Today, I woke up, finished my devo, and checked my phone. I saw that three people were asking me about my opinion regarding the Fallen 44, the heroes of Mamasapano. Pero tapatan na, hindi naman opinion ko tungkol sa kawalan ng mga bagong bayaning ito at ng kanilang mga pamilya ang tinatanong kung hindi ang pananaw ko sa kawalan ng koordinasyon sa pagpapadala sa kanila roon at sa kawalan ng Pangulo sa pagsalubong sa mga labi nila kahapon. As much as I love those people who asked me and as flattered as I was that they sought my opinion, I didn’t respond because of two reasons:

  1. I am not the right person to say anything about this. I don’t think I know enough to make a fair judgment on the matter.
  2. This is not the right TIME to talk about this.

Malacanang declared this day, January 30, 2015, as a National Day of Mourning and I think that’s what we should focus on. There’s just one thing that I feel the need to talk about today and that’s mourning. Paano ba magluksa? How do we mourn as a nation? What is your personal contribution? Here are my suggestions.

The Bible gives us multiple examples of how to mourn as a nation. I believe we should look at them and how they did it and apply the spirit of those acts to our modern setting.

1. They fasted.  (Jonah 3:5) Now, I know how fasting isn’t something that we can impose on our entire nation, so let me suggest an alternative. Don’t post pictures of your food. Tiisin na natin kahit isang araw lang. Think about the families of our brave soldiers. Do you think they care if you ate a perfect fillet mignon? Bukas niyo nalang ipost.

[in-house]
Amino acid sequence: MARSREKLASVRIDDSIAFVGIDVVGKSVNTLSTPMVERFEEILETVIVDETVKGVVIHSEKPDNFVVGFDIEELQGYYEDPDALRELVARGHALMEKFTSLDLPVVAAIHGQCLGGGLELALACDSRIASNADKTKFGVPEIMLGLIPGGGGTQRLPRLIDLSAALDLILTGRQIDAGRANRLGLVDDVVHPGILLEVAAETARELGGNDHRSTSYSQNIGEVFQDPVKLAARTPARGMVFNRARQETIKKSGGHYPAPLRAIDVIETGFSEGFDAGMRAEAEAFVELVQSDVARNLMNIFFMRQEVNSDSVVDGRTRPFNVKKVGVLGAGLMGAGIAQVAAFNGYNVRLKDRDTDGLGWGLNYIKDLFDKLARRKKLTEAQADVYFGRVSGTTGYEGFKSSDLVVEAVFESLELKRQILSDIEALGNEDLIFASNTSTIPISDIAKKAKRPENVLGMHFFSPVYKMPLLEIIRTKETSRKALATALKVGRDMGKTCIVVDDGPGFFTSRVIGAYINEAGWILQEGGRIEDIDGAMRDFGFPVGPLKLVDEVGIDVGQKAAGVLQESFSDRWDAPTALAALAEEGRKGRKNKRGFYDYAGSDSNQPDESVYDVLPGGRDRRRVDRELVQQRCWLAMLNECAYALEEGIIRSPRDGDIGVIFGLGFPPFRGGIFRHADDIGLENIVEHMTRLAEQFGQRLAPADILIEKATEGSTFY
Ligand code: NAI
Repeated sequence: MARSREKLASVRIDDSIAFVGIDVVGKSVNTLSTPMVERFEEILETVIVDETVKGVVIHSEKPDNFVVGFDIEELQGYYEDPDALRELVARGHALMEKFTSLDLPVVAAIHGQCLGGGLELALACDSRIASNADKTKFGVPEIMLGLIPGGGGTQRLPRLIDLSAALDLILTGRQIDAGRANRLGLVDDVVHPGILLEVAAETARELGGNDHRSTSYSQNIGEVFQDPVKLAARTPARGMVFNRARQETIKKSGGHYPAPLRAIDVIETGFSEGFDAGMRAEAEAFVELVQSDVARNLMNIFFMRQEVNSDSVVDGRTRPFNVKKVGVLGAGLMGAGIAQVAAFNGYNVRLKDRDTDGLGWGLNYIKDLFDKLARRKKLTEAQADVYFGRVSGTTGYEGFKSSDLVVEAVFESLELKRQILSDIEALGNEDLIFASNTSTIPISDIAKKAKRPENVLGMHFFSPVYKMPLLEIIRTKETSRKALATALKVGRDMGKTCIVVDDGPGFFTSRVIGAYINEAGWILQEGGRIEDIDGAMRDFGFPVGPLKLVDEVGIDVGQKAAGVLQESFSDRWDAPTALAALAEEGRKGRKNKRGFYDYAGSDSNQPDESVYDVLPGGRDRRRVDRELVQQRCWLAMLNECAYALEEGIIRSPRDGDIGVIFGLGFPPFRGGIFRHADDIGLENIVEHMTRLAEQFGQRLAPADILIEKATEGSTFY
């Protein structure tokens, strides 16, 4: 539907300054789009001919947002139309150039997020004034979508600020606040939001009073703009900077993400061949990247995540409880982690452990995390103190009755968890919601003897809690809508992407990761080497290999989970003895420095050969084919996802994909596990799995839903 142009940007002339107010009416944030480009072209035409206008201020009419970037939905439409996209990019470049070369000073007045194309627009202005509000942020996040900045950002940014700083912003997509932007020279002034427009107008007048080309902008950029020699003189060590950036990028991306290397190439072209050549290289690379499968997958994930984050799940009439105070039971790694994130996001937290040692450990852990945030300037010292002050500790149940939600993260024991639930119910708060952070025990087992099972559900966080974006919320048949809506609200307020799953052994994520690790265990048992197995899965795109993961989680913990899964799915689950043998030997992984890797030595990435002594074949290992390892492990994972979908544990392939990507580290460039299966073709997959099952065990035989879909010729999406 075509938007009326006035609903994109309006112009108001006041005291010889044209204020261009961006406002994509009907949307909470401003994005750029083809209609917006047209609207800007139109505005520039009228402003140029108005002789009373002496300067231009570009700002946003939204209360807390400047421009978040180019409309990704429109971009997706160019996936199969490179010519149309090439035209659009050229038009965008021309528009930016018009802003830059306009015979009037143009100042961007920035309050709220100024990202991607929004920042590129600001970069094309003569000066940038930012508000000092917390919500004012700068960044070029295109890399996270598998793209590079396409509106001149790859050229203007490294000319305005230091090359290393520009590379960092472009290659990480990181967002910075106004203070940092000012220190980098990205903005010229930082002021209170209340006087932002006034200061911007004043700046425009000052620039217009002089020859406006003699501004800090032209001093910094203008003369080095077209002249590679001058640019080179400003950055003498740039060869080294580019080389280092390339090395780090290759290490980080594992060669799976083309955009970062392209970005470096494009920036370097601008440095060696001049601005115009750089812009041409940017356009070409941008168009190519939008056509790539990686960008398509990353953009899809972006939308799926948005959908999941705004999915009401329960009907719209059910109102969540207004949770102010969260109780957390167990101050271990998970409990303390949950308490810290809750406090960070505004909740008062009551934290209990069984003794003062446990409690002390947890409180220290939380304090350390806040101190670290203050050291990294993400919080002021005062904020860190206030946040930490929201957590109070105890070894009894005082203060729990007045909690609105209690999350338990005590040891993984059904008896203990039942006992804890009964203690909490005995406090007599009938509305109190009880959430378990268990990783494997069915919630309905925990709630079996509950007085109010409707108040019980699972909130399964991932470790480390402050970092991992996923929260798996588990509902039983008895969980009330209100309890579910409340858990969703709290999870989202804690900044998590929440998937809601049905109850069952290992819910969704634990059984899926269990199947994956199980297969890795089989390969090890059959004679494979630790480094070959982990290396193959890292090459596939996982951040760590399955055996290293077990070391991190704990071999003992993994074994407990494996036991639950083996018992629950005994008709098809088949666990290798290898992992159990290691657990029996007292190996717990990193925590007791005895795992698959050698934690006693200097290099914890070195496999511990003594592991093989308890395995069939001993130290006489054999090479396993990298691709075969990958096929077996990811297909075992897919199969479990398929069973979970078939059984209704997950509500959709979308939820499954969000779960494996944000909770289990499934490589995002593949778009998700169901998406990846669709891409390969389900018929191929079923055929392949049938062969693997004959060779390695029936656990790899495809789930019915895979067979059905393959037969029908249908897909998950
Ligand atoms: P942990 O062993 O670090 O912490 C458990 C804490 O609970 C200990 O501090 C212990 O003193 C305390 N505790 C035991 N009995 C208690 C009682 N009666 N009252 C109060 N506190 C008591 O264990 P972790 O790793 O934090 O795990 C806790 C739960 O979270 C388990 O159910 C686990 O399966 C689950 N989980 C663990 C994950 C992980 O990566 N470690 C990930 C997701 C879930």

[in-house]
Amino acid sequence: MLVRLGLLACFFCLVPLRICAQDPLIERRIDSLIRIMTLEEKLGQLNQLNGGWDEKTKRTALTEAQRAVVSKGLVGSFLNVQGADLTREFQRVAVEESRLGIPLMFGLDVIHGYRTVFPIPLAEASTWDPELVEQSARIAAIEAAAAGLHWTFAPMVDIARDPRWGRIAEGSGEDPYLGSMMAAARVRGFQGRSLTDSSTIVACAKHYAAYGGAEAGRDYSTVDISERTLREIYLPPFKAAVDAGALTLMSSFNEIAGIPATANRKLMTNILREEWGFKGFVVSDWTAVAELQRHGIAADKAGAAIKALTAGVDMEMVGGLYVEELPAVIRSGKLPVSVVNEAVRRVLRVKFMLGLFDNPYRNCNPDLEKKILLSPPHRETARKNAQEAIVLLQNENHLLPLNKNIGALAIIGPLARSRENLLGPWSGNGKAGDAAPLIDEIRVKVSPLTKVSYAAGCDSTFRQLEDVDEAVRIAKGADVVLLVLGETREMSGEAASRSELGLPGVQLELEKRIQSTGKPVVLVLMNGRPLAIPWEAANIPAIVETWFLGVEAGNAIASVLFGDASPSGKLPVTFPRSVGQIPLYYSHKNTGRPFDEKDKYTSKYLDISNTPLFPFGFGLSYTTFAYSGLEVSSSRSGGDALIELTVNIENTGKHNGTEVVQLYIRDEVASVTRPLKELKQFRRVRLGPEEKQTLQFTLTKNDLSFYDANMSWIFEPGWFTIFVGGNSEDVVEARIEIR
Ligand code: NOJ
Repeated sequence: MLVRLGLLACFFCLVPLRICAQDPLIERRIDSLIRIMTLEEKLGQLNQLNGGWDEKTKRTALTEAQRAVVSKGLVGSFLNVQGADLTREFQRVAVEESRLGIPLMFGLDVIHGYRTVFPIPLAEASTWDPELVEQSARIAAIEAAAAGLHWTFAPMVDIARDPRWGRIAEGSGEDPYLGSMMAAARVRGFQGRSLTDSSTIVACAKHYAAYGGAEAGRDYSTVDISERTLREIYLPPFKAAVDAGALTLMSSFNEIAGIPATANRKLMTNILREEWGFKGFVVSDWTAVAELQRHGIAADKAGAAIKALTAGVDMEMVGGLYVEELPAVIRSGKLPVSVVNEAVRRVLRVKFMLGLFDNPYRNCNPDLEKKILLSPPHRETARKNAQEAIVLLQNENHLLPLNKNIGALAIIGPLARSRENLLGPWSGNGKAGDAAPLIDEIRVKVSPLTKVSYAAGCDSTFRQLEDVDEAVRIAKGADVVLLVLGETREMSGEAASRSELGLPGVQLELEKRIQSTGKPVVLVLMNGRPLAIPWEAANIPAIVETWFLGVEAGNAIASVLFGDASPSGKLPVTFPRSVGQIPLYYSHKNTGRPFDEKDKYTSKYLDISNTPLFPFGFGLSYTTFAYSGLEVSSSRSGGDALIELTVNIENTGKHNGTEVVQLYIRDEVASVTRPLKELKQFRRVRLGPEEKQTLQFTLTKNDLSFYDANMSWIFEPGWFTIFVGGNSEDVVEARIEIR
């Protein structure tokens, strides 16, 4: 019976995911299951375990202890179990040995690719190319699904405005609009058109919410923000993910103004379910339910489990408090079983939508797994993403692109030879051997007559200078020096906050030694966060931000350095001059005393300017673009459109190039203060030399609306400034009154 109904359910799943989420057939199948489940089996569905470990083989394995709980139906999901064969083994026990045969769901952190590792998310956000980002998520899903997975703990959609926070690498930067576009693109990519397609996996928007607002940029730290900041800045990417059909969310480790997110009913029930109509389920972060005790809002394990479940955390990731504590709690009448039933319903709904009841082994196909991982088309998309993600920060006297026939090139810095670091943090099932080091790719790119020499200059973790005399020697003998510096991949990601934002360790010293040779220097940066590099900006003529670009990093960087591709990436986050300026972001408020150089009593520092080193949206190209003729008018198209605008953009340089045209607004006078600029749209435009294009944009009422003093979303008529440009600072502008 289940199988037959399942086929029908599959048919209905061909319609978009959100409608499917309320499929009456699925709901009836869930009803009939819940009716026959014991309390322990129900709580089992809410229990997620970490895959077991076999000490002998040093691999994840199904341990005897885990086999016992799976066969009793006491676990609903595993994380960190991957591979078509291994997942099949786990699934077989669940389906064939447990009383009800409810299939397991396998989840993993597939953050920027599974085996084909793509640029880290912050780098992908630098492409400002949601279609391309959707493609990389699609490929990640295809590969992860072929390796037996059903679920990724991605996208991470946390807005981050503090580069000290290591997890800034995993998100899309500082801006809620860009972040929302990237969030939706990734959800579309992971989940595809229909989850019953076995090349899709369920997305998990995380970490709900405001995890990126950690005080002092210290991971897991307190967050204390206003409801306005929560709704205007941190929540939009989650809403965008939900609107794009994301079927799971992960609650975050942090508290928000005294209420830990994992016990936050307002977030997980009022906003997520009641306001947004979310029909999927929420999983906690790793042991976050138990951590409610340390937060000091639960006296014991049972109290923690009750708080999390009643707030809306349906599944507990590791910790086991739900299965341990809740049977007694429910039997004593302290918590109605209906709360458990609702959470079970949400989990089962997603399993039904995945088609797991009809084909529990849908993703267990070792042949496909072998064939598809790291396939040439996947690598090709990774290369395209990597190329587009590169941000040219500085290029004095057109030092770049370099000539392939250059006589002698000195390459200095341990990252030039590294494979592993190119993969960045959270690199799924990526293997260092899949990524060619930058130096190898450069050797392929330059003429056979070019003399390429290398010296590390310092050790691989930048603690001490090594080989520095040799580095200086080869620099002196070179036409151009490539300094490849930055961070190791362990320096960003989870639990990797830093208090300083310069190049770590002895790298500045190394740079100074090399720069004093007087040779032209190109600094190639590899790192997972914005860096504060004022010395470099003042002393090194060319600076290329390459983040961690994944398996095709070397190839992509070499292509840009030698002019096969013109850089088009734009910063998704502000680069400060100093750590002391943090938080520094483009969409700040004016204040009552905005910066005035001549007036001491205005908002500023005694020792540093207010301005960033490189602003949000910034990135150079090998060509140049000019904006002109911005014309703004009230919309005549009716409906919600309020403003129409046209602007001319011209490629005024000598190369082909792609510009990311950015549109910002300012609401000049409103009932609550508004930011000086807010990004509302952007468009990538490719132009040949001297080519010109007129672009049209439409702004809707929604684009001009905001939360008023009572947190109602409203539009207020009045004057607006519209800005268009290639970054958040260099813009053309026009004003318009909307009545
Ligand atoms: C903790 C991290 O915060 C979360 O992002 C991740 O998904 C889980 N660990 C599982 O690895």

2. They wore sackcloth. (Jonah 3:5) Hindi ko naman sinasabing maghanap kayo ng sako ng harina (makati yun) o sako ng bigas (mas makati yun) at yun ang isuot ninyo, pero may magagawa naman tayo bilang alternative nito. Wear something you would when someone you loved and knew died. Unless may uniform kayo sa opisina, iwasan ang pagsusuot ng nuknukan ng sayang kulay gaya ng fuchsia pink o canary yellow. Kung lalabas ka, stick to black, gray, white. At hindi lang yan tungkol sa kung ano ang isusuot mo. This is not a good “D” for an “OOTD.” Wag na. Bukas mo nalang irampa ang bago mong H&M na leggings. Hindi mo ikamamatay kung sisimplehan mo ang suot mo ngayon.

3. The King himself tore his clothes and sat in the dirt. (Jonah 3:6-9) O, hindi ako tatalon sa mahabang tirada tungkol kay Pangulong Arroyo, ha? Iba ang focus ko rito. My focus is on the fact that the King, or in our case, the President, should make a personal decision to mourn. The people did not go to the king’s chambers to strip him of his clothes and force him to mourn. No. Each person, each household, made a decision to mourn. In the case of the Ninevites in the book of Jonah, the people’s mourning reached the king and that’s what got him to mourn, too. Only then did he make a decree ordering everyone to participate. Pamilyar ba? I strongly believe that this is what we should do as a nation. Let’s mourn deeply as a nation and let the depth of our sorrow reach the palace. 

4. Pray. This is the one thing that doesn’t change throughout history. Let’s pray as our forefathers did. Let’s pray for:

  • Comfort for the grieving (Matt. 5:4)
  • Wisdom for our leaders
  • Strength for our soldiers, and
  • Peace for our nation

Maybe, then, we can find favor in God’s eyes as the Ninevites and, on multiple occasions, the Israelietes did.

This day is all about remembering each of them as individuals and as a unit. This is the day to hear their stories of courage and weep for them and with their families. Let’s use social media as a tool to comfort the grieving. Ipagpabukas na natin ang ating mga angst, sama ng loob, kuro-kuro, at self-indulgent showing off.

And that’s my two cents on that.